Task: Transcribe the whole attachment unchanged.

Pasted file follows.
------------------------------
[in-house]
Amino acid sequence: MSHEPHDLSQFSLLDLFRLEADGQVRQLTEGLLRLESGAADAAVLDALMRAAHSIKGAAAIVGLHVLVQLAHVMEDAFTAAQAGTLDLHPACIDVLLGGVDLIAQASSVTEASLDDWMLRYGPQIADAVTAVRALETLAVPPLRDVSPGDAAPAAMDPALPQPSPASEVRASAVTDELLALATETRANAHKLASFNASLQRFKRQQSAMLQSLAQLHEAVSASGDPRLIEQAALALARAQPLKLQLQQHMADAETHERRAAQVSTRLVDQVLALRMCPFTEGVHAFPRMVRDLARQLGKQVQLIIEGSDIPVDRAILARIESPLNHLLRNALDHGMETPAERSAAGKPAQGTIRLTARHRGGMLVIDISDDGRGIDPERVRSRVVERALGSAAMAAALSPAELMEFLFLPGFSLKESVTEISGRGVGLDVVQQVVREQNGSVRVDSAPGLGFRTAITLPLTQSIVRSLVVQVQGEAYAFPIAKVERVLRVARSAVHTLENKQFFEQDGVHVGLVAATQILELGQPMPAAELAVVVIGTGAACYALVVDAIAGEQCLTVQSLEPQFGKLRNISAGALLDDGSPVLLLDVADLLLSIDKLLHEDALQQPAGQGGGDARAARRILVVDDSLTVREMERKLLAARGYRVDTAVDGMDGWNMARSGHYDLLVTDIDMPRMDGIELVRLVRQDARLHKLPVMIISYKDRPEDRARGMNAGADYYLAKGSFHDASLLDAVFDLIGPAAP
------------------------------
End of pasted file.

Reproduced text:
[in-house]
Amino acid sequence: MSHEPHDLSQFSLLDLFRLEADGQVRQLTEGLLRLESGAADAAVLDALMRAAHSIKGAAAIVGLHVLVQLAHVMEDAFTAAQAGTLDLHPACIDVLLGGVDLIAQASSVTEASLDDWMLRYGPQIADAVTAVRALETLAVPPLRDVSPGDAAPAAMDPALPQPSPASEVRASAVTDELLALATETRANAHKLASFNASLQRFKRQQSAMLQSLAQLHEAVSASGDPRLIEQAALALARAQPLKLQLQQHMADAETHERRAAQVSTRLVDQVLALRMCPFTEGVHAFPRMVRDLARQLGKQVQLIIEGSDIPVDRAILARIESPLNHLLRNALDHGMETPAERSAAGKPAQGTIRLTARHRGGMLVIDISDDGRGIDPERVRSRVVERALGSAAMAAALSPAELMEFLFLPGFSLKESVTEISGRGVGLDVVQQVVREQNGSVRVDSAPGLGFRTAITLPLTQSIVRSLVVQVQGEAYAFPIAKVERVLRVARSAVHTLENKQFFEQDGVHVGLVAATQILELGQPMPAAELAVVVIGTGAACYALVVDAIAGEQCLTVQSLEPQFGKLRNISAGALLDDGSPVLLLDVADLLLSIDKLLHEDALQQPAGQGGGDARAARRILVVDDSLTVREMERKLLAARGYRVDTAVDGMDGWNMARSGHYDLLVTDIDMPRMDGIELVRLVRQDARLHKLPVMIISYKDRPEDRARGMNAGADYYLAKGSFHDASLLDAVFDLIGPAAP